Yesterday, the news reported that there was a massive data breach within Uber. The breach affected more than 57 million Americans. And now, the story is getting worse.
The ridesharing super giant learned of the breach back in 2016. Rather than reporting the findings to the public, Uber paid hackers $100,000 to delete the data. Then, they asked for the hackers’ silence.
In his CEO Dara Khosrowshahi’s statement:
While I can’t erase the past, I can commit on behalf of every Uber employee that we will learn from our mistakes. We are changing the way we do business, putting integrity at the core of every decision we make and working hard to earn the trust of our customers.
When Khosrowshahi was first appointed to his position, he said:
Winning gave some excuses for bad behavior. Don’t tell me what happened; just tell me what we’re going to do.
Looks like Dara is following through on his word. Chief security officer Joe Sullivan and one of his deputies were fired over the breach.
In recent years, Uber has been embroiled in controversy. It initially started when sexual harassment allegations surfaced in a former employee’s blog post.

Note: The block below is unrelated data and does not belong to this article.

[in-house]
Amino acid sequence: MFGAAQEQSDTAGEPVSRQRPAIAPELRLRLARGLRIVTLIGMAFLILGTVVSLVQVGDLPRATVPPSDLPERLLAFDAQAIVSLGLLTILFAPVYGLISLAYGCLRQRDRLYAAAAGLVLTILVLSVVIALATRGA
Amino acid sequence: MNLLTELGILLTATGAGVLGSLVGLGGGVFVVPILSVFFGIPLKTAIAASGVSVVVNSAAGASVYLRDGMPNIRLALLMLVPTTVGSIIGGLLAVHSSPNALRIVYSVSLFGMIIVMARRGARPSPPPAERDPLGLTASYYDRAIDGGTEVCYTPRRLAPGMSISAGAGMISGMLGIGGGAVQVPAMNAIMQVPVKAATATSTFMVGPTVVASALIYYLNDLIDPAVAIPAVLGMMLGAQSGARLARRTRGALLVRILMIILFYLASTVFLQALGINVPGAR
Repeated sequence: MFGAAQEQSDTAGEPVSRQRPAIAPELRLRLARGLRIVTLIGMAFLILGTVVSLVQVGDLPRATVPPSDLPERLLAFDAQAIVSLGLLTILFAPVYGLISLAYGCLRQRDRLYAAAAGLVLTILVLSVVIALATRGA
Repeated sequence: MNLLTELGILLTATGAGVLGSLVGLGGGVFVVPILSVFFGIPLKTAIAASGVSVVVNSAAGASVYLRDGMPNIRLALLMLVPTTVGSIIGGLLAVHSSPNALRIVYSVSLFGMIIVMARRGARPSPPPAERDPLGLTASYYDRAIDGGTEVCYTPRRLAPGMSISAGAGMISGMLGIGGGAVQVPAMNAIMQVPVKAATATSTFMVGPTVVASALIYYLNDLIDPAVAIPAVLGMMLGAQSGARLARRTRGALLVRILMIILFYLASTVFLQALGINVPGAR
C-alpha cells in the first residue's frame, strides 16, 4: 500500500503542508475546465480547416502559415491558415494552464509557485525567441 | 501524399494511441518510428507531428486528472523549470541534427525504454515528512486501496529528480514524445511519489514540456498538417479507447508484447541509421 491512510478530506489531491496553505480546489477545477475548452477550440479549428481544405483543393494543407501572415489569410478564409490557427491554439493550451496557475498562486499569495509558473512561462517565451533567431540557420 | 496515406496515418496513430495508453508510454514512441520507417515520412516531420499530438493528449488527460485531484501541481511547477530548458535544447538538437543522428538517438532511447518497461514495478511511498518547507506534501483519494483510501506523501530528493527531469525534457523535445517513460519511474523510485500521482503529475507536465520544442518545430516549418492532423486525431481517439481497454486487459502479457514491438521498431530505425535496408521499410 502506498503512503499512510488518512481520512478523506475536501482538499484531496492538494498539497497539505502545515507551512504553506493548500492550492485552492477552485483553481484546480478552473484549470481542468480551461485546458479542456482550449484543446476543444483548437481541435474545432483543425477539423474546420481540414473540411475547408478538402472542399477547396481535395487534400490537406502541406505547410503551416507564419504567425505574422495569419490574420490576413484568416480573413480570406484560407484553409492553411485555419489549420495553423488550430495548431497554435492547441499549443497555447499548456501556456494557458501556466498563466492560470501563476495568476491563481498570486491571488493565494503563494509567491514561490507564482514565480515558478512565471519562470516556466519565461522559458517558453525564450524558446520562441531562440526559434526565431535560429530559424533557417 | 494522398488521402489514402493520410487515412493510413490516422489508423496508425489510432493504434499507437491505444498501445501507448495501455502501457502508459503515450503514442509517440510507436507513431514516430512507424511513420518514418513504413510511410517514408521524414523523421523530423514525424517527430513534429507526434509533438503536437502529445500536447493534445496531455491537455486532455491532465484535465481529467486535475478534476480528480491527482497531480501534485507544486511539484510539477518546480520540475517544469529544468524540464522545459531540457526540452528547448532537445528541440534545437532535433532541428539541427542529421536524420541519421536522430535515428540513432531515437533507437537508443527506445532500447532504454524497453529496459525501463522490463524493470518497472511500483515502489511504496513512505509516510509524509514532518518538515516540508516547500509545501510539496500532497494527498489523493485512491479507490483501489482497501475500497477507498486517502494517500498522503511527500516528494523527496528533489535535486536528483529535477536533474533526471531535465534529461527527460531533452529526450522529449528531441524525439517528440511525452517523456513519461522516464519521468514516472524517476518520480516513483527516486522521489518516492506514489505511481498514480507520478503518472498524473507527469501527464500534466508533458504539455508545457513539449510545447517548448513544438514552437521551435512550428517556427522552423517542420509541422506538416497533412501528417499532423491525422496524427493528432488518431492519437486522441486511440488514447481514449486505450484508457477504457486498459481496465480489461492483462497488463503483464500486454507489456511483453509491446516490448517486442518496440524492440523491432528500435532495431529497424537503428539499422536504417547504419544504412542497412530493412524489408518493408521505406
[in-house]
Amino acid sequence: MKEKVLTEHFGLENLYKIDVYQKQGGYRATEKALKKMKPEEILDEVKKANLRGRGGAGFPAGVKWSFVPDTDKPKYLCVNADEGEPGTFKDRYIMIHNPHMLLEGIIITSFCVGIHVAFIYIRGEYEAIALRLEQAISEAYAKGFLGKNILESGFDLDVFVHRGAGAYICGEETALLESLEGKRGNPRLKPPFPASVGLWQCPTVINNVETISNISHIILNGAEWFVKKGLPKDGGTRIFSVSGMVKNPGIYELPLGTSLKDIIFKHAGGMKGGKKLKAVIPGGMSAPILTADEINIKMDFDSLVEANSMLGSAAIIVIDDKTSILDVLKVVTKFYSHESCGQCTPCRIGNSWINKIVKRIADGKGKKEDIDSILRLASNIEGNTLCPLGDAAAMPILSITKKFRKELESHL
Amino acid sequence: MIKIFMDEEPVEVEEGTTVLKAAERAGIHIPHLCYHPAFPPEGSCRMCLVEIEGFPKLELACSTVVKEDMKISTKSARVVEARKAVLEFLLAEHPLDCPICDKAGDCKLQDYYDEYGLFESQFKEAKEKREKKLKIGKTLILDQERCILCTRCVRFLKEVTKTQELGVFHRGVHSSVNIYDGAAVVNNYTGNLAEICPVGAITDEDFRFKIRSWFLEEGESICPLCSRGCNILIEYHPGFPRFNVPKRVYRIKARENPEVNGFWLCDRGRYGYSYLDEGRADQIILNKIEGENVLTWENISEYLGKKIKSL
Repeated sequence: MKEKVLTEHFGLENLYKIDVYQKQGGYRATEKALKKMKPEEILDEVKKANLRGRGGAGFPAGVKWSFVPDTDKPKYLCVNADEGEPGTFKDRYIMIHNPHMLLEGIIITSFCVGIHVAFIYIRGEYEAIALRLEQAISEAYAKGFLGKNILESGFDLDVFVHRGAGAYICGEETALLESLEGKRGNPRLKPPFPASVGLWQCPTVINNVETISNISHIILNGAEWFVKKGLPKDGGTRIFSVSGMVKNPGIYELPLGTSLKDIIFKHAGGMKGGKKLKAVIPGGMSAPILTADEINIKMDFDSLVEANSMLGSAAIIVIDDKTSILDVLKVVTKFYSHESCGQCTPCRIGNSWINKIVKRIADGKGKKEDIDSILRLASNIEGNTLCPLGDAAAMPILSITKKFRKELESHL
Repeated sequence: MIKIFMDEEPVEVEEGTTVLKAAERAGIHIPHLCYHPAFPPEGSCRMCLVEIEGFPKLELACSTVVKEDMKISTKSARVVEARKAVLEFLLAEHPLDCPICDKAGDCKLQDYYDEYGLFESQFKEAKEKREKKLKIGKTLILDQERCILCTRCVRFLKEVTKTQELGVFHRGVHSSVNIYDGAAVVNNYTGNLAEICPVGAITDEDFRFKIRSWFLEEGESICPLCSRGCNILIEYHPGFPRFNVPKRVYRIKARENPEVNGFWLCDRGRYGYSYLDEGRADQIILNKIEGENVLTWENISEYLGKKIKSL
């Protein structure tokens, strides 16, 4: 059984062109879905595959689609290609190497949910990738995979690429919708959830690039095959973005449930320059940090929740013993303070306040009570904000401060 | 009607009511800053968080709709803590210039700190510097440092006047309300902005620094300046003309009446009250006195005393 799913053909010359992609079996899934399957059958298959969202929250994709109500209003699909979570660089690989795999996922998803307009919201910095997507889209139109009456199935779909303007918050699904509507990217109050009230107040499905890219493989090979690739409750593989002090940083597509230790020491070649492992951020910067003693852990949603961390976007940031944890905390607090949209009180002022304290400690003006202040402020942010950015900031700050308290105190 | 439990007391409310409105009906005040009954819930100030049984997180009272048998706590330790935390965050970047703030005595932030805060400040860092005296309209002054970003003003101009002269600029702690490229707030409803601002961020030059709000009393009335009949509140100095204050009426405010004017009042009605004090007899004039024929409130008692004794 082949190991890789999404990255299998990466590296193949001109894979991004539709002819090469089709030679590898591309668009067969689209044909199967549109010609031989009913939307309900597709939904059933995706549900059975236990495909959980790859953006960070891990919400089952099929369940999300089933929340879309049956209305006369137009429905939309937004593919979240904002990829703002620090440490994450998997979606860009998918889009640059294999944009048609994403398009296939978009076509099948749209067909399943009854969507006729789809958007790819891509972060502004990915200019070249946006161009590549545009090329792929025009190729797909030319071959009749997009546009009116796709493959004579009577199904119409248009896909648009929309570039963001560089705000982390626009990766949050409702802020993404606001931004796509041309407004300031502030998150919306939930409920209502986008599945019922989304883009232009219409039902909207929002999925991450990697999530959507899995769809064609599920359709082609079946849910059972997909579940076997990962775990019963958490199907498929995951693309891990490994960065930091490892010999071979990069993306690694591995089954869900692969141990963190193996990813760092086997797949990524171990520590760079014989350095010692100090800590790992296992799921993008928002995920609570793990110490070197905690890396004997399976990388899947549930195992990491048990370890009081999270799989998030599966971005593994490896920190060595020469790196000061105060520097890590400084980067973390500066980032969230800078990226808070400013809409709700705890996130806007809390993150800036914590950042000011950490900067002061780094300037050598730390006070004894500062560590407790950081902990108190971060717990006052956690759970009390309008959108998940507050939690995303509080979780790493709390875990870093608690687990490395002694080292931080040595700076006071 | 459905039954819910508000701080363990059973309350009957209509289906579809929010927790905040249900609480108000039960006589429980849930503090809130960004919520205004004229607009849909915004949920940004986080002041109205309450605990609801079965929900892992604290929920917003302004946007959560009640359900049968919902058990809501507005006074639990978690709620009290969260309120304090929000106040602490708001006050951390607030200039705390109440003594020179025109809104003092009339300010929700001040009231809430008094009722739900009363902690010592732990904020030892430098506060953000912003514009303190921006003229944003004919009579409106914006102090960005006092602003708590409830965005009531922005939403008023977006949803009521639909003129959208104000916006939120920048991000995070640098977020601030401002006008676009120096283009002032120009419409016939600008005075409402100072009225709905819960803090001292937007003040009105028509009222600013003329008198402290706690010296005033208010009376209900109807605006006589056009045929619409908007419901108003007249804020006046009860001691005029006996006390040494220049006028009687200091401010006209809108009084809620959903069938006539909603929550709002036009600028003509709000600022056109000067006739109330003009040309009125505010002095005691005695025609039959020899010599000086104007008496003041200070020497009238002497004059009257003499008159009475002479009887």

From one excerpt of the blog post, Susan Fowler details the toxic work environment:
In the background, there was a game-of-thrones political war raging within the ranks of upper management in the infrastructure engineering organization. It seemed like every manager was fighting their peers and attempting to undermine their direct supervisor so that they could have their direct supervisor’s job. No attempts were made by these managers to hide what they were doing: they boasted about it in meetings, told their direct reports about it, and the like.
This is just one of several controversies that forced Travis Kalanick to resign. If you’d like the full list, check it out here. Hopefully, the company is able to turn itself around.
On a better note, Uber’s flying car service is slated to start testing in 2020.